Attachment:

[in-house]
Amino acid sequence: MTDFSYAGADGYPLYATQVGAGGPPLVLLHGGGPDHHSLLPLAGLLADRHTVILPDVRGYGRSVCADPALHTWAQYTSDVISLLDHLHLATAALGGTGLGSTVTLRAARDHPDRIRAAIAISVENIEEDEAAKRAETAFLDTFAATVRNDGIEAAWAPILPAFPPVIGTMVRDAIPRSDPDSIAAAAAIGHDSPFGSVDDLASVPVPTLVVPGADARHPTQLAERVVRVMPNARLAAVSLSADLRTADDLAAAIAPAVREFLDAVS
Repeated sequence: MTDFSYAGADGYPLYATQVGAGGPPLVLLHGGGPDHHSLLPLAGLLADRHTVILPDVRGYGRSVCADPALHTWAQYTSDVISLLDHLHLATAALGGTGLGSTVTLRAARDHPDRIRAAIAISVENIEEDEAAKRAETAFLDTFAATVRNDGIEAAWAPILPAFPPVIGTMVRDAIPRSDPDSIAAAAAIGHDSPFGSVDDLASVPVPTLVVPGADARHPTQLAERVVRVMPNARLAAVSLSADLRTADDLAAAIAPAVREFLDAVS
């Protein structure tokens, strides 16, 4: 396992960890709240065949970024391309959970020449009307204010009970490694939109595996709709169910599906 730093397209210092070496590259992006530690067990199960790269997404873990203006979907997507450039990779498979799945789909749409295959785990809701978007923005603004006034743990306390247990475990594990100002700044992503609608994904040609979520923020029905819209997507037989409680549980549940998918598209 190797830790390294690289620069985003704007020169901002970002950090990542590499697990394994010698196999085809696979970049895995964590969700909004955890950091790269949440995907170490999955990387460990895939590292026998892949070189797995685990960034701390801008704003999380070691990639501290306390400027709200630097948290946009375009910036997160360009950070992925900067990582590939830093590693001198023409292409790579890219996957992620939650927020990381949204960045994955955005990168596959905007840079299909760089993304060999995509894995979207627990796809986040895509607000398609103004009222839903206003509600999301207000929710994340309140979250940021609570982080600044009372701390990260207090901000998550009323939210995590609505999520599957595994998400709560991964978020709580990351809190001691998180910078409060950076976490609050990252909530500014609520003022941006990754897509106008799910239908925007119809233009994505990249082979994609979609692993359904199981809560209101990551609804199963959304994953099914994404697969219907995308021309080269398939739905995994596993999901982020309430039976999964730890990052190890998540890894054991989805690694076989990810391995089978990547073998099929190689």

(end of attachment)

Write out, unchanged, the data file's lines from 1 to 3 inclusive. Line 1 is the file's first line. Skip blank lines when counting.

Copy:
[in-house]
Amino acid sequence: MTDFSYAGADGYPLYATQVGAGGPPLVLLHGGGPDHHSLLPLAGLLADRHTVILPDVRGYGRSVCADPALHTWAQYTSDVISLLDHLHLATAALGGTGLGSTVTLRAARDHPDRIRAAIAISVENIEEDEAAKRAETAFLDTFAATVRNDGIEAAWAPILPAFPPVIGTMVRDAIPRSDPDSIAAAAAIGHDSPFGSVDDLASVPVPTLVVPGADARHPTQLAERVVRVMPNARLAAVSLSADLRTADDLAAAIAPAVREFLDAVS
Repeated sequence: MTDFSYAGADGYPLYATQVGAGGPPLVLLHGGGPDHHSLLPLAGLLADRHTVILPDVRGYGRSVCADPALHTWAQYTSDVISLLDHLHLATAALGGTGLGSTVTLRAARDHPDRIRAAIAISVENIEEDEAAKRAETAFLDTFAATVRNDGIEAAWAPILPAFPPVIGTMVRDAIPRSDPDSIAAAAAIGHDSPFGSVDDLASVPVPTLVVPGADARHPTQLAERVVRVMPNARLAAVSLSADLRTADDLAAAIAPAVREFLDAVS